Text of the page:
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Sprint-SoftBank merger cleared by Committee on Foreign Investment in the US

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son hesse sprint softbank stock 1020
son hesse sprint softbank stock 1020

SoftBank and Sprint have agreed in principle to a deal with the US government that could remove the biggest regulatory roadblock in the path of the Japanese company's attempted $20.1 billion takeover, the Wall Street Journal reports. The agreement is designed to assuage fears that the acquisition could compromise national security; the WSJ's sources say that Sprint will have a four-member committee dedicated to the issue, with each member approved by the government and one of whom will sit on the carrier's board.

The government will also be able to veto equipment purchases made by Sprint, says the newspaper, with Sprint agreeing to replace some Chinese-made gear by the end of 2016 in a move that could cost over $1 billion. SoftBank and Sprint had already assured lawmakers that they would not use equipment from China in the existing Sprint network, and pledged to remove Huawei devices from Clearwire, which Sprint is in the process of acquiring. SoftBank uses gear made by Huawei and ZTE in its own networks.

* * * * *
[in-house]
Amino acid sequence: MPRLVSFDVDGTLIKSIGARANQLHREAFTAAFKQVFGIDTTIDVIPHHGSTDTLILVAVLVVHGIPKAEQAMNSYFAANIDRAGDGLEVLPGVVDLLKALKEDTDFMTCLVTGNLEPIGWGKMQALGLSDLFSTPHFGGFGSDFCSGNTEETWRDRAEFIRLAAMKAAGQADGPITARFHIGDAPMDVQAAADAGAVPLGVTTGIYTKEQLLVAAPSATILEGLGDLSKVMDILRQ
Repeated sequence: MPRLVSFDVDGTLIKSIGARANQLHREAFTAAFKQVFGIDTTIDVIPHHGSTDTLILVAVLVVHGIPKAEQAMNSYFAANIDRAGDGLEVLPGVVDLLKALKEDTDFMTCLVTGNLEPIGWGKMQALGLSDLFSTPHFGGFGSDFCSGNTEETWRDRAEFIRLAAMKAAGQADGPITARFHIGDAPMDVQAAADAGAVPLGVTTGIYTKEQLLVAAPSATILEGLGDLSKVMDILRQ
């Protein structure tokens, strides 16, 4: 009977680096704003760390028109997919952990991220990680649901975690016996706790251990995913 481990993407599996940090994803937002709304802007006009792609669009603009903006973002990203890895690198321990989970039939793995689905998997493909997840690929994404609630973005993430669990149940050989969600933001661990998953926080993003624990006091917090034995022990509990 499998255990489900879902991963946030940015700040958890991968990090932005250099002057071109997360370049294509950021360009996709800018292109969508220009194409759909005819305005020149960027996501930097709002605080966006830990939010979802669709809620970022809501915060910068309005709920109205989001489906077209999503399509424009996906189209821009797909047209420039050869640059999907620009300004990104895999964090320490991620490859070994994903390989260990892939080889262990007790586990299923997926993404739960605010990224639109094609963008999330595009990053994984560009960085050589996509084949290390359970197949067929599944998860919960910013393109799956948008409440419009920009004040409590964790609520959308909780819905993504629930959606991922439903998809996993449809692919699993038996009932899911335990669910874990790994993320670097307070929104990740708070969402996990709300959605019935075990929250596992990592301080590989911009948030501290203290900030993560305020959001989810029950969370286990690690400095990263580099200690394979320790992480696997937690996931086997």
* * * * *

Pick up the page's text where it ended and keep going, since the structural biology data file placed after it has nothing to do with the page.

A blow to Dish

News of the agreement will come as a blow to Dish Network, which has attempted to play off the national security issue as a major advantage to its own attempted buyout of Sprint. Chairman Charlie Ergen believes his company is more "culturally and geographically aligned" with Sprint than SoftBank. "We are an American company, and the modernization of Sprint's network will have to be done from the U.S," he said in an interview earlier this month. "You have to climb the towers here, and you'll have to have U.S. employees who speak English."

Sprint's pursuance of a deal with the government suggests that it hasn't been shaken by any such fears, and may favor SoftBank CEO Masayoshi Son's argument that his offer is more financially sound than Dish's $25 billion proposal. The WSJ says that the security deal is likely to be finalized with the government in days; the FCC is yet to give the acquisition the go-ahead, however, and Sprint's shareholders are due to vote on the buyout on June 12th.

Update: Sprint has confirmed that the two companies have received clearance from the Committee on Foreign Investment in the US.